By Gemma Bower (University of Leicester)
Horse collar aurora (HCA) are an auroral phenomena that occurs under northward IMF where the polar cap becomes teardrop shaped due to the poleward motion of the dusk and dawn sectors of the auroral oval. Their formation has been linked to prolonged periods of dual-lobe reconnection (DLR). This occurs when the same IMF magnetic field line reconnects in both the northern and southern hemisphere lobes when the IMF clock angle is small. This leads to the closure of magnetic flux at the dayside magnetopause. In order to further study the motion of HCA a list of HCA events previously identified in UV images captured by the Special Sensor Ultraviolet Spectrographic Imager (SSUSI) instrument on-board the Defense Meteorological Satellite Program (DMSP) spacecraft F16, F17 and F18 has been used. Events that have concurrent 630.0 nm all-sky camera (ASC) data from the Redline Geospace Observatory (REGO) Resolute Bay site are studied in more detail, making use of the higher cadence of the ASC images compared to DMSP/SSUSI. 11 HCA events are classified based on the IMF conditions at the end of the event. A southward turning of the IMF ends five events, two end with positive By dominated IMF and four with negative By dominance. The figure shows one of the studied events that ends with a southward turning of the IMF. Under positive (negative) By the arcs move duskward (dawnward) in the northern hemisphere with the opposite true in the southern hemisphere. Under a southward turning the arcs move equatorward. These results are in agreement with previously proposed models. Understanding the evolution of HCA will allow DLR to be studied in more detail.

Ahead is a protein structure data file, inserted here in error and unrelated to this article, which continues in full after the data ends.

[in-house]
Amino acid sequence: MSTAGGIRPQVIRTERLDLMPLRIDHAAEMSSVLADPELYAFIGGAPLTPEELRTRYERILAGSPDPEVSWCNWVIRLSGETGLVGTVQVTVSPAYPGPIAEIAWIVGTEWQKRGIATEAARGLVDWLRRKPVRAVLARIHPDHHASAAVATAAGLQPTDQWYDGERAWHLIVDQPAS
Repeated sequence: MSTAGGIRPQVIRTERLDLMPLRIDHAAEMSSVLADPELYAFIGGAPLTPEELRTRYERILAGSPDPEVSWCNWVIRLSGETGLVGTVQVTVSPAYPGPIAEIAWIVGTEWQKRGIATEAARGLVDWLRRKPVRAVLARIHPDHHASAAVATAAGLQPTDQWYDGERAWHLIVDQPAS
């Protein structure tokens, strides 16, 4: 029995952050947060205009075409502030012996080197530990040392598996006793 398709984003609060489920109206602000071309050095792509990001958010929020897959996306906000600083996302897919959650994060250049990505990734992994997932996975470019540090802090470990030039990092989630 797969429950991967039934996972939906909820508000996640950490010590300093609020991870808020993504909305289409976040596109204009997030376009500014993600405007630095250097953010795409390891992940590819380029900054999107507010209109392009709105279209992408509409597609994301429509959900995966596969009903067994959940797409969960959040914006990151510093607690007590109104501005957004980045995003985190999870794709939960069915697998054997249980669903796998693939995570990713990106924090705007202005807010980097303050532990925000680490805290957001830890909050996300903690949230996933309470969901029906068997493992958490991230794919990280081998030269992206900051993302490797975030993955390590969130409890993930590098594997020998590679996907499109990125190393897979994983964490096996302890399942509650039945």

Please see paper for full details: Bower, Bower, G. E., Milan, S. E., Paxton, L. J., Spanswick, E., & Hairston, M. R. (2023). Formation and motion of horse collar aurora events. Journal of Geophysical Research: Space Physics, 128, e2022JA031105. https://doi.org/10.1029/2022JA031105